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Home The News News Ministry rejects KMT bond payment

Ministry rejects KMT bond payment

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Chinese Nationalist Party (KMT) Administration and Management Committee director-general Chiu Da-chan speaks at a news conference in Taipei yesterday.
Photo: CNA

The Ministry of Finance yesterday rejected the Chinese Nationalist Party’s (KMT) offer to pay a NT$864.8 million (US$28.6 million) fine imposed by the Ill-gotten Party Assets Settlement Committee with US dollar-denominated bonds issued by the government in 1947.

The party would pay the fine, which has a deadline of today, with US dollar bonds issued by the KMT administration in 1947, KMT Administration and Management Committee director-general Chiu Da-chan (邱大展) said yesterday, adding that the bonds are worth at least NT$38.5 billion at the current exchange rate.

The committee in June fined the KMT in connection with more than 485 properties determined to be ill-gotten, which were partially acquired and expropriated by the KMT in 1947 after the party designated them as “special state-owned properties.”

The KMT later sold all the properties.

If the KMT fails to meet the deadline, the fine is to be “forcibly administered” by the Administrative Enforcement Agency, meaning the party’s assets are to be confiscated.

“It is reasonable that the KMT has offered to pay for the properties targeted by the committee with government bonds issued the same year,” Chiu told reporters.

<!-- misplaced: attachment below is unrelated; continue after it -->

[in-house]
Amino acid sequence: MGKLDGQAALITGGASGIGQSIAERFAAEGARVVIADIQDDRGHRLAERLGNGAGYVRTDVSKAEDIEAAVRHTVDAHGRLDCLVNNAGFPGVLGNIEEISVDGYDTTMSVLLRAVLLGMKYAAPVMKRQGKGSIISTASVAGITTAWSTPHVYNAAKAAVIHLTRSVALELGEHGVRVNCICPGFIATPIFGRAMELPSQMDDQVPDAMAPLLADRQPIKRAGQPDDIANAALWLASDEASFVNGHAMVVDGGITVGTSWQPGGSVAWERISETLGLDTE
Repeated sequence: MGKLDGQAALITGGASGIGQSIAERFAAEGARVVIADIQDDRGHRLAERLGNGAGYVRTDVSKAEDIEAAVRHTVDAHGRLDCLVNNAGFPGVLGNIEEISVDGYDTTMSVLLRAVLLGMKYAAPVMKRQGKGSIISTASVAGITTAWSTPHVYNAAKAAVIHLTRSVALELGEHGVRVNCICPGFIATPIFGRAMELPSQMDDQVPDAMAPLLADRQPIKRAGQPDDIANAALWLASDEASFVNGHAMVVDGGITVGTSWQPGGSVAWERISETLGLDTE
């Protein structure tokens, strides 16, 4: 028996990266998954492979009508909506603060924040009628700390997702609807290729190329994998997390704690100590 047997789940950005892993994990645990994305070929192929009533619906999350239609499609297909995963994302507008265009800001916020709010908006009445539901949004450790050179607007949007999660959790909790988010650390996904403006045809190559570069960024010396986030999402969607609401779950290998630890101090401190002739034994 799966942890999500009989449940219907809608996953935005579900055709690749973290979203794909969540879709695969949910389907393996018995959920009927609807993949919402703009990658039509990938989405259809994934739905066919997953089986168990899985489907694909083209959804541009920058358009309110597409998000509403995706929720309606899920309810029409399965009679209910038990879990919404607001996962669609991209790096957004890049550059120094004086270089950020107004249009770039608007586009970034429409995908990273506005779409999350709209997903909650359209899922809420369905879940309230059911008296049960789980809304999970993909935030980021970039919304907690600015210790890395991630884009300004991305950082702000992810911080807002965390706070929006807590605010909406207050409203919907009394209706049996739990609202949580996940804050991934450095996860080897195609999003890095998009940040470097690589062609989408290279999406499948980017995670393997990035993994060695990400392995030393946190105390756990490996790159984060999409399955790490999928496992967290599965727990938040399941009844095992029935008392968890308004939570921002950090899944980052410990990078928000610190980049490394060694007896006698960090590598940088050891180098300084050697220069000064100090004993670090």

Asked what the party would do if the payment method is rejected, Chiu said that he is confident that such a thing would not happen.

“We are paying, in a sense,” he said, adding that the KMT would propose other payment methods should the plan be rejected.

The ministry said its decision was made in accordance with the Act Governing Relations Between the People of the Taiwan Area and the Mainland Area (臺灣地區與大陸地區人民關係條例), which states that all government debts — including bonds and deposits received by state-run financial institutes — accrued before 1949, when the KMT regime fled to Taiwan, will not be repaid until the nation is unified, meaning that the bonds the KMT referred to are not legally binding.

KMT Chairman Wu Den-yih (吳敦義) in response to media queries said that he is “not afraid” of a possible travel ban the committee could place on him in case the party fails to pay the fine.

Additional reporting by Shih Hsiao-kuang and CNA


Source: Taipei Times - 2017/08/25



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